Posts Tagged ‘USPTO’

Examining The Dupont Factors on a Case-by-Case Basis

Sunday, April 5th, 2020

Under §2(d) of the Lanham Act, marks that are confusingly similar may not be registered with the USPTO.  When it comes to determining likelihood of confusion, the examining attorney considers the Dupont Factors. Often, the first two: (1) The similarity or dissimilarity of the marks in their entireties as to appearance, sound, connotation and commercial impression. (2) The relatedness of the goods or services as described in the application and registration(s), hold the most weight. However, there is no precedent that states that the first two are the most important. All of the factors must be considered equally in light of the evidence provided in each case. In the case below, a decision made by the Trademark Trial and Appeal Board was vacated and remanded by the U.S. Court of Appeals for the Federal Circuit, because the Board failed to consider all of the factors for which there was evidence.

In 2017, the Trademark Trial and Appeal Board affirmed the §2(d) refusal of the mark GUILD MORTAGE COMPANY for “mortgage banking services, namely, origination, acquisition, servicing, securitization and brokerage of mortgage loans.” (MORTGAGE COMPANY was disclaimed) Finding it confusingly similar with the registered mark GUILD INVESTMENT MANAGEMENT for “investment advisory services.” (INVESTMENT MANAGEMENT was disclaimed) In light of this, the Applicant appealed to the U.S. Court of Appeals for the Federal Circuit (CAFC).  In 2019, The CAFC issued a decision that vacated and remanded the TTAB’s decision “for further proceedings consistent the [its] opinion.” The CAFC stated that the Board failed to address the applicant’s arguments and evidence related to the eighth Dupont Factor, which examines the length of time during and conditions under which there has been concurrent use without evidence of actual confusion.

In a 2020 precedential opinion, on remand from the CAFC, the Board issued a final decision in regard to the mark GUILD MORTGAGE COMPANY.  As instructed, the Board reexamined the case giving more consideration to the eighth Dupont Factor. Starting with the first factor, the Board found that the dominant term in both marks was “guild.” Therefore, it ultimately found that the similarities between the marks, in accordance with “guild(‘s)” dictionary definition and overall commercial impression, outweighed the differences in sight and sound. The Board found that the first Dupont Factor weighed in favor of a finding of likelihood of confusion. As to the second factor, which examines the parties’ involved services, submissions of third-party registrations covering both mortgage banking and investment advisory services were enough to convince the Board that the services are related. Moreover, in accordance with the third factor, the Board found that the same consumers who seek mortgage banking services may also seek investment advisory services. Therefore, the channels of trade and classes of consumers are likely to overlap. Moving to the fourth factor, which examines the degree of purchaser care, the Board made its determination in light of Stone Lion Capital, 110 USPQ2d at 1163, which states that the decision must be based on the least sophisticated consumer. Regardless, the Board found that “consumers may exercise a certain degree of care in investing money, if not perhaps in seeking a mortgage loan for which they simply wish to get funded.” In sum, the fourth factor weighed mildly against finding a likely confusion.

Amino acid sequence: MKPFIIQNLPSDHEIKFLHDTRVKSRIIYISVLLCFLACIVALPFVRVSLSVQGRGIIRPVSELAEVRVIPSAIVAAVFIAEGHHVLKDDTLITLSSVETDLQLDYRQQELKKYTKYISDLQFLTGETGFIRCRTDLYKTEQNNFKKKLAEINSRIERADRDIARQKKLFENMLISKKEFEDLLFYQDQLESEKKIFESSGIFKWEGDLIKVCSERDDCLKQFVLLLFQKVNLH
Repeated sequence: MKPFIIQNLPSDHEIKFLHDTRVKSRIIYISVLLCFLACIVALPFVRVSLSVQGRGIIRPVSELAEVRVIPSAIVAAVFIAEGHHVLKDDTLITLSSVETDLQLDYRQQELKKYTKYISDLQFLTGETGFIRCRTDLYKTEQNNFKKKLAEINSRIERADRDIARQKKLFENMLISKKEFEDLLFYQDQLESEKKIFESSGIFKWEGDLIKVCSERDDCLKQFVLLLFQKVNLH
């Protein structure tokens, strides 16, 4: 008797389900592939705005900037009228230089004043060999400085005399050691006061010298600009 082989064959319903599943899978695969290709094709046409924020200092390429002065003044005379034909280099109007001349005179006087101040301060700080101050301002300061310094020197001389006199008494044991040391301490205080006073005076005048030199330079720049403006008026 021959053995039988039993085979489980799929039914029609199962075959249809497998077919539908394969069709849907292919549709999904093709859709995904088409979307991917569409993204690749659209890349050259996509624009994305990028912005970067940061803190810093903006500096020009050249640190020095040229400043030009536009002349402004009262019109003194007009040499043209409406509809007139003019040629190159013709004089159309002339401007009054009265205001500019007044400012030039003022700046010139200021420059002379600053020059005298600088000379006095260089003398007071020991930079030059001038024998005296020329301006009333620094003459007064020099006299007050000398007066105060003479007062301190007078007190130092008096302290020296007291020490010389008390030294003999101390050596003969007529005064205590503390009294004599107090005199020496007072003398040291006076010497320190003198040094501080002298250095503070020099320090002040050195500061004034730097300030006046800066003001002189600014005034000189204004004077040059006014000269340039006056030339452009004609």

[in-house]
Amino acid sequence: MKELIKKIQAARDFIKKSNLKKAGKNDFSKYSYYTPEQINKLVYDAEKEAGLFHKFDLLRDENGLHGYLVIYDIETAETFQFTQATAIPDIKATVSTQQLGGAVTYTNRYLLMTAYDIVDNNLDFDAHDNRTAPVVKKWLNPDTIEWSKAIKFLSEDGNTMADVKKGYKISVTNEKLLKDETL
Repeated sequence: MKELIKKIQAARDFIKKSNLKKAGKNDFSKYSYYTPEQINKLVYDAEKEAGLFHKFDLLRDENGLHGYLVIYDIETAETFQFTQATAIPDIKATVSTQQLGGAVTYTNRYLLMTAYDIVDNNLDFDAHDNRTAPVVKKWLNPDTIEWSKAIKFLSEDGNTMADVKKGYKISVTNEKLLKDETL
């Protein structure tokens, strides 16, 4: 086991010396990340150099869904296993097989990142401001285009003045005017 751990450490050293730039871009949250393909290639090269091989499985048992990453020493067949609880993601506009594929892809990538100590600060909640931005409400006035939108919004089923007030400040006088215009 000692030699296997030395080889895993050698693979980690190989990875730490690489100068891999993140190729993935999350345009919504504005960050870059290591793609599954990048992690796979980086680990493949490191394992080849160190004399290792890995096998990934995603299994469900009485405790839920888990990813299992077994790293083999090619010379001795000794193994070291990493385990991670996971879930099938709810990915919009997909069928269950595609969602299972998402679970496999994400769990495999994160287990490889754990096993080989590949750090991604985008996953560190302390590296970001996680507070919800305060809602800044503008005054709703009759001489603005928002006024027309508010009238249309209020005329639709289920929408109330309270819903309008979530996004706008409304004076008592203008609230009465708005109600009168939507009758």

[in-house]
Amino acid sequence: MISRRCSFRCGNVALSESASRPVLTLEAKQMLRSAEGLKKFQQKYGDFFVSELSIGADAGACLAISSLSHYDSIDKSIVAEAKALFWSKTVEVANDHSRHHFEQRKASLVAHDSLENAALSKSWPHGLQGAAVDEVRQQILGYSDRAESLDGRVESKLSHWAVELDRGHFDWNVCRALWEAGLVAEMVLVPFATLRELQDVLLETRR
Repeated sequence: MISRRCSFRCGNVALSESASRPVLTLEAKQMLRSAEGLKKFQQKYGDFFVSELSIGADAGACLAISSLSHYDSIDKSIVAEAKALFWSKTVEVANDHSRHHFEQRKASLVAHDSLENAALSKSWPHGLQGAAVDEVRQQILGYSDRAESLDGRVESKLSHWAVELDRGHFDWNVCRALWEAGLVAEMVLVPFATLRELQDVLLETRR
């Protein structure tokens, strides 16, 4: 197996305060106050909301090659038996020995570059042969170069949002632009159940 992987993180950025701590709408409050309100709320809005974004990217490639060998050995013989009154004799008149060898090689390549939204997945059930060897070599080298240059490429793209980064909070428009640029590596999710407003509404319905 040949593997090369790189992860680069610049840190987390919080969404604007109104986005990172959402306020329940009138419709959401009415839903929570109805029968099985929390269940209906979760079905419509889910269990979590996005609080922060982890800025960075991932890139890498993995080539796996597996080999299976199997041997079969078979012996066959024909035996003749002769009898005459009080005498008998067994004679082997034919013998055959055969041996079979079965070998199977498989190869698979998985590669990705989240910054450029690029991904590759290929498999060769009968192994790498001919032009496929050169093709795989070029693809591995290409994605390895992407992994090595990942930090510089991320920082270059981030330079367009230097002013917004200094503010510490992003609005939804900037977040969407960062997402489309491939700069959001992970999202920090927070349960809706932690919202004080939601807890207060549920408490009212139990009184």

Finally, the Board turned to examine the factor for which the case was remanded, the eighth factor. This factor looks at the length of time during and conditions under which there has been concurrent use without evidence of actual confusion. The eighth Dupont Factor requires consideration of the actual market condition, as opposed to the other factors in this case that require analysis based on the application and cited registration and do not consider evidence of how the Applicant and Registrant actually rendered their services in the marketplace. Considering the actual market condition, both services were based in Southern California and operated there for approximately 40 years with no evidence of actual confusion. Not only did both parties conduct businesses in the same state, they ultimately expanded into other states as well. However, there was no evidence to indicate any specific geographical areas of overlap between the consumer markets for the different services. Ultimately, though the parties both conducted business in California, and potentially in some of the same states nationwide, there was not enough evidence to show that “in the actual marketplace, the same consumers have been exposed to both marks for the respective services…” In conclusion, the Board deemed the eighth Dupont Factor neutral and after balancing the other relevant factors, found confusion likely and affirmed the refusal to register under §2(d) of the Lanham Act.